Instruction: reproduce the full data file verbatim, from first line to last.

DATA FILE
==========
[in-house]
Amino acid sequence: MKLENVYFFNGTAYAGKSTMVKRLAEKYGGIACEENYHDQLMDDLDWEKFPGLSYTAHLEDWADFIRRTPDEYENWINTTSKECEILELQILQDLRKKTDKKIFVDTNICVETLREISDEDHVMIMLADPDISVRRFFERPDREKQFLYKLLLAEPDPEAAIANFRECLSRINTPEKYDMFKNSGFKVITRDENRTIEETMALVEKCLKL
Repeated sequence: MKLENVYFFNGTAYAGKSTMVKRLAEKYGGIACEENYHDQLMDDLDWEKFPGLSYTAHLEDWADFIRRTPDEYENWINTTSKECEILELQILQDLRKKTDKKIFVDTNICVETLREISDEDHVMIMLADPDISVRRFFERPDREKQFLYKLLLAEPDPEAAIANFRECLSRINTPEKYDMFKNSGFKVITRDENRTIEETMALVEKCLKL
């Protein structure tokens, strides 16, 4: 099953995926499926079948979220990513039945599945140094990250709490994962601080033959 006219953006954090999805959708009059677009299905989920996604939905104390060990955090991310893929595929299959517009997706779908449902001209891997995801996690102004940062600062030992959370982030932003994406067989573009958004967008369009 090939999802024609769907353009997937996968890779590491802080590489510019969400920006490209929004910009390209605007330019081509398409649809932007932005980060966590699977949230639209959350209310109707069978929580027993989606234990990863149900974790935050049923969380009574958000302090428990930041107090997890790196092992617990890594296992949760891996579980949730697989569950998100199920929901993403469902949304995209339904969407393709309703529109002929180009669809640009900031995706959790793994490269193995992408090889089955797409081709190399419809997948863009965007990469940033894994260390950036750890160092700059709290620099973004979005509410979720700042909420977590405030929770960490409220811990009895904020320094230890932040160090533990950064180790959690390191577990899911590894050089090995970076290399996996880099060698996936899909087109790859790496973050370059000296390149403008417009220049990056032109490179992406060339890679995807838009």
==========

[in-house]
Amino acid sequence: MKLENVYFFNGTAYAGKSTMVKRLAEKYGGIACEENYHDQLMDDLDWEKFPGLSYTAHLEDWADFIRRTPDEYENWINTTSKECEILELQILQDLRKKTDKKIFVDTNICVETLREISDEDHVMIMLADPDISVRRFFERPDREKQFLYKLLLAEPDPEAAIANFRECLSRINTPEKYDMFKNSGFKVITRDENRTIEETMALVEKCLKL
Repeated sequence: MKLENVYFFNGTAYAGKSTMVKRLAEKYGGIACEENYHDQLMDDLDWEKFPGLSYTAHLEDWADFIRRTPDEYENWINTTSKECEILELQILQDLRKKTDKKIFVDTNICVETLREISDEDHVMIMLADPDISVRRFFERPDREKQFLYKLLLAEPDPEAAIANFRECLSRINTPEKYDMFKNSGFKVITRDENRTIEETMALVEKCLKL
């Protein structure tokens, strides 16, 4: 099953995926499926079948979220990513039945599945140094990250709490994962601080033959 006219953006954090999805959708009059677009299905989920996604939905104390060990955090991310893929595929299959517009997706779908449902001209891997995801996690102004940062600062030992959370982030932003994406067989573009958004967008369009 090939999802024609769907353009997937996968890779590491802080590489510019969400920006490209929004910009390209605007330019081509398409649809932007932005980060966590699977949230639209959350209310109707069978929580027993989606234990990863149900974790935050049923969380009574958000302090428990930041107090997890790196092992617990890594296992949760891996579980949730697989569950998100199920929901993403469902949304995209339904969407393709309703529109002929180009669809640009900031995706959790793994490269193995992408090889089955797409081709190399419809997948863009965007990469940033894994260390950036750890160092700059709290620099973004979005509410979720700042909420977590405030929770960490409220811990009895904020320094230890932040160090533990950064180790959690390191577990899911590894050089090995970076290399996996880099060698996936899909087109790859790496973050370059000296390149403008417009220049990056032109490179992406060339890679995807838009």